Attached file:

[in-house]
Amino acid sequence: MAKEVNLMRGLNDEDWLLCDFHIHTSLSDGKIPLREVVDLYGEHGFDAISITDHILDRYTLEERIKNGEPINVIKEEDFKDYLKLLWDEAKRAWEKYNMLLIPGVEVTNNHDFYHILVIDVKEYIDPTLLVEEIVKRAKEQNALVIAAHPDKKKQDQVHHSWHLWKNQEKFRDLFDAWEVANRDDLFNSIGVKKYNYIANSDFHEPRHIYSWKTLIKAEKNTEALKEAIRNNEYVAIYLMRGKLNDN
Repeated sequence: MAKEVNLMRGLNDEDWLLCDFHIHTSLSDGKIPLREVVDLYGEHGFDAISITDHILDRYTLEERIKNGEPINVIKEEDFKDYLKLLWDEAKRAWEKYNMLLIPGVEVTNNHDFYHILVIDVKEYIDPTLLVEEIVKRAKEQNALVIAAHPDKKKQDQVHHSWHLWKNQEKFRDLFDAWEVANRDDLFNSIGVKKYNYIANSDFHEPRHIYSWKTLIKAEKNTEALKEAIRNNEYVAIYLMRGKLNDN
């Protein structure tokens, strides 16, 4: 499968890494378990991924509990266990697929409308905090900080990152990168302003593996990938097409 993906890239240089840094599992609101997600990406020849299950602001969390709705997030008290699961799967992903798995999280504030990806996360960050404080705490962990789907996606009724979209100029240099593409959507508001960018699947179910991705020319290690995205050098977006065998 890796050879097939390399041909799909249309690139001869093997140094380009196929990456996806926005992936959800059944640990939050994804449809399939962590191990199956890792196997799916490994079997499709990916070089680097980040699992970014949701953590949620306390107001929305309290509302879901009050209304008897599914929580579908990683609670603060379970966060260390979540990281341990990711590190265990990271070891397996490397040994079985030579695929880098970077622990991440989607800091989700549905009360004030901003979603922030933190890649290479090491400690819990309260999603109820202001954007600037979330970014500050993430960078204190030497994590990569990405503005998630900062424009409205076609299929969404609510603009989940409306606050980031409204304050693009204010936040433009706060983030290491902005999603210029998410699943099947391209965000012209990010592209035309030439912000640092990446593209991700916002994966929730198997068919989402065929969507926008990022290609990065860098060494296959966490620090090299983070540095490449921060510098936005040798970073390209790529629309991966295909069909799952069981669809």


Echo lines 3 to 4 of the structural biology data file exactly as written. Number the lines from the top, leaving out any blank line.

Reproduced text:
Repeated sequence: MAKEVNLMRGLNDEDWLLCDFHIHTSLSDGKIPLREVVDLYGEHGFDAISITDHILDRYTLEERIKNGEPINVIKEEDFKDYLKLLWDEAKRAWEKYNMLLIPGVEVTNNHDFYHILVIDVKEYIDPTLLVEEIVKRAKEQNALVIAAHPDKKKQDQVHHSWHLWKNQEKFRDLFDAWEVANRDDLFNSIGVKKYNYIANSDFHEPRHIYSWKTLIKAEKNTEALKEAIRNNEYVAIYLMRGKLNDN
């Protein structure tokens, strides 16, 4: 499968890494378990991924509990266990697929409308905090900080990152990168302003593996990938097409 993906890239240089840094599992609101997600990406020849299950602001969390709705997030008290699961799967992903798995999280504030990806996360960050404080705490962990789907996606009724979209100029240099593409959507508001960018699947179910991705020319290690995205050098977006065998 890796050879097939390399041909799909249309690139001869093997140094380009196929990456996806926005992936959800059944640990939050994804449809399939962590191990199956890792196997799916490994079997499709990916070089680097980040699992970014949701953590949620306390107001929305309290509302879901009050209304008897599914929580579908990683609670603060379970966060260390979540990281341990990711590190265990990271070891397996490397040994079985030579695929880098970077622990991440989607800091989700549905009360004030901003979603922030933190890649290479090491400690819990309260999603109820202001954007600037979330970014500050993430960078204190030497994590990569990405503005998630900062424009409205076609299929969404609510603009989940409306606050980031409204304050693009204010936040433009706060983030290491902005999603210029998410699943099947391209965000012209990010592209035309030439912000640092990446593209991700916002994966929730198997068919989402065929969507926008990022290609990065860098060494296959966490620090090299983070540095490449921060510098936005040798970073390209790529629309991966295909069909799952069981669809």